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Melissa Bishop-Nriagu’s go-to base-season workouts

How the Canadian 800m record holder trains through the fall

Melissa Bishop-Nriagu is the Canadian 800m record holder and a World Championship medallist. The runner is currently training to qualify for her third Olympics in Tokyo this coming summer. She’s in a very important phase of training known as base season. Base season for track runners actually looks similar to the beginning of a build for lots of marathoners. If you’re looking for some workout inspiration, here are some of Bishop’s favourites.

Melissa Bishop
Melissa Bishop at the 2017 World Championships. Photo: Claus Andersen/Athletics Canada

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Bishop-Nriagu says her mileage is pretty low compared to some middle distance runners, with her longest run of the week being 45 minutes and her mileage per workout totaling roughly 10K. Even though she’s a little lower mileage than other trackies, she sees this phase of her training as crucial for long-term development. “Base season first and foremost builds so much strength. Especially come late-season races in July and August, you fall back on your strength. If you look at your training plan as a pyramid, a good foundation sets you up for a strong peak. If you build a strong base, that peak is much higher.”

Melissa Bishop-Nriagu at Speed River Inferno 2019. Photo: Maxine Gravina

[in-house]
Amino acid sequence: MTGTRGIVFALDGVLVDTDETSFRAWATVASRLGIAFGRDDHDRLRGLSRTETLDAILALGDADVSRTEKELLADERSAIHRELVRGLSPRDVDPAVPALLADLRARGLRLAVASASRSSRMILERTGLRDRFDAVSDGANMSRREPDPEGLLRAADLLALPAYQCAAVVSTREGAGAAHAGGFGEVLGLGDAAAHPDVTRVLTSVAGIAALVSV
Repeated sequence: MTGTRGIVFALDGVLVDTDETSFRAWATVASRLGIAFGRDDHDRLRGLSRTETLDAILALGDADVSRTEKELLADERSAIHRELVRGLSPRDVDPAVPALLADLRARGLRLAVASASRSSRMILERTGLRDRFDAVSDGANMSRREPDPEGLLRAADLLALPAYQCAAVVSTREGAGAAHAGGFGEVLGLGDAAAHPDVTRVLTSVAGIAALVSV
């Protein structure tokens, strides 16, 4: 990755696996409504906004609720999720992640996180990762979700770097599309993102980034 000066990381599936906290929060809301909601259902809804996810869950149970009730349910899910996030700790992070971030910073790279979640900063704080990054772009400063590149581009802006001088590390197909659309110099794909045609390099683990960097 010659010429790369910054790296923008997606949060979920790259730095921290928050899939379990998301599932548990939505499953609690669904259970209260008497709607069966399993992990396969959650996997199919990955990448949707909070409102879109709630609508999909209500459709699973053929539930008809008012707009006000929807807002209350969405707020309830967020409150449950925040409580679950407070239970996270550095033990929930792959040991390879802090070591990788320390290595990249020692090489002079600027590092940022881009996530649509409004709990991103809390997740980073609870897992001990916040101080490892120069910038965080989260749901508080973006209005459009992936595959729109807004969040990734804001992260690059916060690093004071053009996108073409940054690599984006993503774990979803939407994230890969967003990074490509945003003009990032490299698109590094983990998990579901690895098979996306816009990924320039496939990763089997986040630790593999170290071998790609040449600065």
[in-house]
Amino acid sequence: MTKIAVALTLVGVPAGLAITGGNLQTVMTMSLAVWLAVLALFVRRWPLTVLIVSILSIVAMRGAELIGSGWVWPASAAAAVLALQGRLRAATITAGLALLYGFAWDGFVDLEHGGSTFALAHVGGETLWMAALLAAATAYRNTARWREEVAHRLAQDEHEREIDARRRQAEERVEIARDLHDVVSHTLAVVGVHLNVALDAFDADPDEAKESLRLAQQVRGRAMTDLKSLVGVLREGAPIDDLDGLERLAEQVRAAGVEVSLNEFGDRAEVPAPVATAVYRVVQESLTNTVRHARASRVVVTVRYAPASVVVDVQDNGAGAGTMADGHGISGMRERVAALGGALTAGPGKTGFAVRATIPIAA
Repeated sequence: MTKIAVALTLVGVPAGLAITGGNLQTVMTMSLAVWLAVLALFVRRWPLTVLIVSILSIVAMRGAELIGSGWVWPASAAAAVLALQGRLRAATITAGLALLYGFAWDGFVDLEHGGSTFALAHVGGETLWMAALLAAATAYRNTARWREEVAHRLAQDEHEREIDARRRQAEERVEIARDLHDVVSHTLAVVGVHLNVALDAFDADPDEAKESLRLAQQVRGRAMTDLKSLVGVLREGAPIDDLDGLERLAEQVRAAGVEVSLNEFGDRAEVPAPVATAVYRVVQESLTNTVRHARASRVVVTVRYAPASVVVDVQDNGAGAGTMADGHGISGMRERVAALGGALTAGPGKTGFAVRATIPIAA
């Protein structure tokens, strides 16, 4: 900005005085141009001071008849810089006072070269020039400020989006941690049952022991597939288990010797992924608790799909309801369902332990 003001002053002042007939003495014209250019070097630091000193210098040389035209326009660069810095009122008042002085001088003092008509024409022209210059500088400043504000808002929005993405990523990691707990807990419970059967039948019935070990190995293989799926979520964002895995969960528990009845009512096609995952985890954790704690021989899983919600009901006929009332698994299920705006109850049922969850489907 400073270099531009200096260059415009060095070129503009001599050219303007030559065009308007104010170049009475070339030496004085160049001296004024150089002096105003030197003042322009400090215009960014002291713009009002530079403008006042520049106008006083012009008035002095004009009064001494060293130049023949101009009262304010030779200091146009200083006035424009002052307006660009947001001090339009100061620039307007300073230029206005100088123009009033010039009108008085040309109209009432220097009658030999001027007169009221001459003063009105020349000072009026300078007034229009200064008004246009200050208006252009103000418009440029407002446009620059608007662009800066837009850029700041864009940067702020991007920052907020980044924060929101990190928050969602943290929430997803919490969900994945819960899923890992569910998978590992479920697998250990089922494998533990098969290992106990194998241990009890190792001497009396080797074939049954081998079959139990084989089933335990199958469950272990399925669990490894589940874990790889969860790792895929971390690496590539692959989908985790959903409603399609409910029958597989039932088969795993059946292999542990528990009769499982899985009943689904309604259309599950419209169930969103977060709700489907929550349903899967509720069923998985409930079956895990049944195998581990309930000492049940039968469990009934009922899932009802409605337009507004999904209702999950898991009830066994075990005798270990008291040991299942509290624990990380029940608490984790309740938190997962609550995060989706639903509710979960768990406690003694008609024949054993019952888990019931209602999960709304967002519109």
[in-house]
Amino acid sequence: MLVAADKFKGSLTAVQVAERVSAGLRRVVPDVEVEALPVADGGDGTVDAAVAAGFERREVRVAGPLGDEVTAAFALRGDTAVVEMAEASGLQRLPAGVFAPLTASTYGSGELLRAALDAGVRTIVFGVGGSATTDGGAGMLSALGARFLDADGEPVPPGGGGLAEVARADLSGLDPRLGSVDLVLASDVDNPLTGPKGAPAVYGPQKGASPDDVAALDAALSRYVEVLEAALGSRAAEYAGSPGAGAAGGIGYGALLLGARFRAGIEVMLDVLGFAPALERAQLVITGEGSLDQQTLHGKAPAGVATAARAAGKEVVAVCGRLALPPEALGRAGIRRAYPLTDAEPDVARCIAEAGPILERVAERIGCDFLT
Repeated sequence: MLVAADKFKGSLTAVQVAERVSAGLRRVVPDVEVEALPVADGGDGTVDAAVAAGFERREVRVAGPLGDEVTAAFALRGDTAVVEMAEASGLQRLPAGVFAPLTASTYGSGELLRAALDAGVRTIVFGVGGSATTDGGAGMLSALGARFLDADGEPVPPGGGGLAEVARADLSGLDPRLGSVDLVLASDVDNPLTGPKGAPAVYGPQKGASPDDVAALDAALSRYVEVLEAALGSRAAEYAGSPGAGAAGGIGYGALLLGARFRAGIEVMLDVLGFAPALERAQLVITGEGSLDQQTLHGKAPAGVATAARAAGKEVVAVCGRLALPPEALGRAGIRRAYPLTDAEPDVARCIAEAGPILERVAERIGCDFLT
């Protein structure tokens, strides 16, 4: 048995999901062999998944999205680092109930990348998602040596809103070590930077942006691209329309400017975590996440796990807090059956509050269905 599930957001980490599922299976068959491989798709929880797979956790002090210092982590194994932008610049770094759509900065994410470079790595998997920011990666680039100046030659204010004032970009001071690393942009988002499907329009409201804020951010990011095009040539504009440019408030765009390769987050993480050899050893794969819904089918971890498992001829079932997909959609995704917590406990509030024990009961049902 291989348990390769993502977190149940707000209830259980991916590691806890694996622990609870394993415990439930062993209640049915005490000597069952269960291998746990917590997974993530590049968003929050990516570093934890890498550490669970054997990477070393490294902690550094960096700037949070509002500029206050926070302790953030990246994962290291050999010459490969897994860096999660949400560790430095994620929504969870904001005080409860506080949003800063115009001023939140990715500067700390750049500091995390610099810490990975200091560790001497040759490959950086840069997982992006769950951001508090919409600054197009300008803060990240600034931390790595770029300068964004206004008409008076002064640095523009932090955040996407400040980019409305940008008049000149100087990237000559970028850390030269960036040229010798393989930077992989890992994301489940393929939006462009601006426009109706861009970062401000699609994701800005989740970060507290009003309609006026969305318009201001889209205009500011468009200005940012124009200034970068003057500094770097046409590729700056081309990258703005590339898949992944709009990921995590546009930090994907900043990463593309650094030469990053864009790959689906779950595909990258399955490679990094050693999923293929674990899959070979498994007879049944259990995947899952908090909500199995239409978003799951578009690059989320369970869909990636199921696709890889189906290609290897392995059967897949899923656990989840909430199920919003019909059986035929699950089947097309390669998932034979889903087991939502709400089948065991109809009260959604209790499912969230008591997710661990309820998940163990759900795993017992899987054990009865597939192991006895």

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Bishop-Nriagu’s base-season workouts

The runner always warms up for 15 minutes and cools down for 10.

Bishop-Nriagu says that through the fall, it’s hills every Saturday morning. She’ll do a combination of long hills and short hills depending on the weather. “The long hills are about 400m long and the short hills are steeper and only 100m.”


She starts with six or seven long hills before moving to the shorter ones.

Another common workout is loops of Malden Park in Windsor. The loops there are 1,250m, 750m and 500m. Bishop usually does 1×1,250m, 3x750m and 3x500m. “I also do a bit of tempo pace within the warm up to get me ready for the pace of the workout.”

Finally, to round out the week, Bishop-Nriagu will do a tempo run on the roads. This is no longer than 30 minutes and usually continuous. “This would be something like 10 minutes easy, 10 minutes moderate and 10 minutes hard at 4:45 per kilometre down to 3:50 per kilometre.”